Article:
“D” is for Donuts — Physics at Tim Hortons?

D is for Donuts — Physics at Tim Hortons

One of the questions people have asked me most often in the past year (almost to the day, actually) is how I ended up working at Tim Hortons Corporate after studying Physics at university. And I’ll be honest: I’ve wondered that myself. It seems like such a drastic shift, but when you take a step back and look at the journey as a whole, rather than as a trajectory towards a life of academia, it makes a little more sense.

To give you a little bit of background, as I headed into my fourth year at Queen’s in Physics, I was already pretty certain that a career in astrophysics wasn’t for me. For more details on that, pop on over to my “Why I Studied Physics” post. So of course, as all of my friends prepared their grad school applications, I started panicking a little bit. I did some soul-searching, I went to career guidance sessions, I even retook the Career Cruising questionnaire from high school. No dice. Oh, sure, I found some leads, but nothing I was really passionate about.

My biggest problem with the job application process, especially for new grads, is the expectation that you convey your passion for the company and the work as you apply for the position. And a lot of the time, that means stretching the truth a little bit. Am I really passionate about this internship, or that entry-level posting? Probably not. But my cover letter has to make it look like I am, right? I’m a decent professional-style writer, but I hate being insincere. So rather than spamming the world of industry with my résumé, I applied at a couple of places and kept looking for something that would actually make me excited.

I stumbled across the posting for the Tim Hortons Leadership Development Program on TalentEgg. In fact, I think I was actually scrolling though every single posting for new grads on the site at that time, since I simply couldn’t choose the job categories to which I should narrow my search. There were four things about the description that stood out to me:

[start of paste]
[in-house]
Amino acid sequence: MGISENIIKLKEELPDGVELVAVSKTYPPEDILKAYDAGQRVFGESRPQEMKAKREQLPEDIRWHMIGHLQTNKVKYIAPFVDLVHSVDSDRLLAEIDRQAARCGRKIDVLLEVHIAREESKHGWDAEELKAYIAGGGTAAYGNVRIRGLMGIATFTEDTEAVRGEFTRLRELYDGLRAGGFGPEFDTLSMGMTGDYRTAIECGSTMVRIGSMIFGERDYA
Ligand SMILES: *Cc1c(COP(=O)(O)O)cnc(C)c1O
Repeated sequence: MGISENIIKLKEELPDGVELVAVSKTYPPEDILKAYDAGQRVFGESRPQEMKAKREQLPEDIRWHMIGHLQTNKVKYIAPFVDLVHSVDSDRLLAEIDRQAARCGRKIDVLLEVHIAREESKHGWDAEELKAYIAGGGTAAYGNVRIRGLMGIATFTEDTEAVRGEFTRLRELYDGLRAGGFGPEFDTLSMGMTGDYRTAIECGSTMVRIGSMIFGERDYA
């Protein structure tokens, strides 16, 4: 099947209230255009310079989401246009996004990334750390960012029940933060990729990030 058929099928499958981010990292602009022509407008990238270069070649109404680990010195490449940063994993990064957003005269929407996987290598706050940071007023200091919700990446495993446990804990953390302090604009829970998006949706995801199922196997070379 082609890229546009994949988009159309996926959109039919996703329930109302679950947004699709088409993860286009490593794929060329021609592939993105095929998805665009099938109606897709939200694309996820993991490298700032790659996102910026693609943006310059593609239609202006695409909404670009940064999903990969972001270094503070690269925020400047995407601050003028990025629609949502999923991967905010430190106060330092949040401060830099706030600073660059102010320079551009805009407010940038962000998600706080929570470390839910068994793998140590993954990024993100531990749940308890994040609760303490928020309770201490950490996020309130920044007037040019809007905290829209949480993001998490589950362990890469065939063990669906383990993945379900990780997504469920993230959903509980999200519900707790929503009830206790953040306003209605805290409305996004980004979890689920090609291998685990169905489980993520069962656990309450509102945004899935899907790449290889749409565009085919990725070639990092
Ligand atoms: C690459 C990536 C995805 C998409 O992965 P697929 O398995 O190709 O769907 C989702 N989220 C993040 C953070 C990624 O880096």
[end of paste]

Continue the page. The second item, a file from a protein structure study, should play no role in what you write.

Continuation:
1. It was a business new grad program that wasn’t limited to only Commerce students. I had only found a couple of programs that were openly recruiting Science majors.
  2. The assignment was open-ended by design, allowing you to try out multiple departments without having to commit to a single role when applying. In fact, students who were only trained and willing to work in a single field weren’t encouraged to apply. All I knew at this point was that I was thinking about trying out the business world, but how was I supposed to choose between Marketing, Finance, and all of those other fields, when I didn’t even know what half of them were?
  3. There was a huge focus on meritocracy. Now, a lot of people hear that word and immediately think “cutthroat competition”. But my interpretation was, “Awesome! It’s just like school! But you get paid!” So that’s how that happened.
  4. It was Tim Hortons. If you’ve read my top ten Tims products post, you’ll know that I’m slightly obsessed. Tim Hortons was a staple of my childhood, my favourite hangout in high school, and my source of pure joy in university. And while I have absolutely zero desire to work in food service, I could see myself working for a brand that I loved and making it better, in one way or another.

Plus the opportunity for free Tims. There’s that.

So I applied on line, thinking, Who knows?

When it came time for the interview process, I was pretty dissuaded by my competition. Most of the other candidates were business majors with business work experience and business…suave, you know what I mean? Not to mention that while every other candidate was dressed in full black or navy suits, I was wearing a flowery blouse and tan dress pants, and I felt I stuck out like a sore thumb (even though I probably didn’t).

But lo and behold, here I am today, still working for Tim Hortons as a graduate of the Leadership Development Program. And I’m in the Restaurant Technology department, which is a pretty good fit, if I do say so myself. Am I enjoying my work now? For sure! What’s next for my career? As I said before: Who knows?

So that’s how I got to where I am today: by pure indecision. And a love for Tim Hortons.

What unexpected turns have you taken in your career?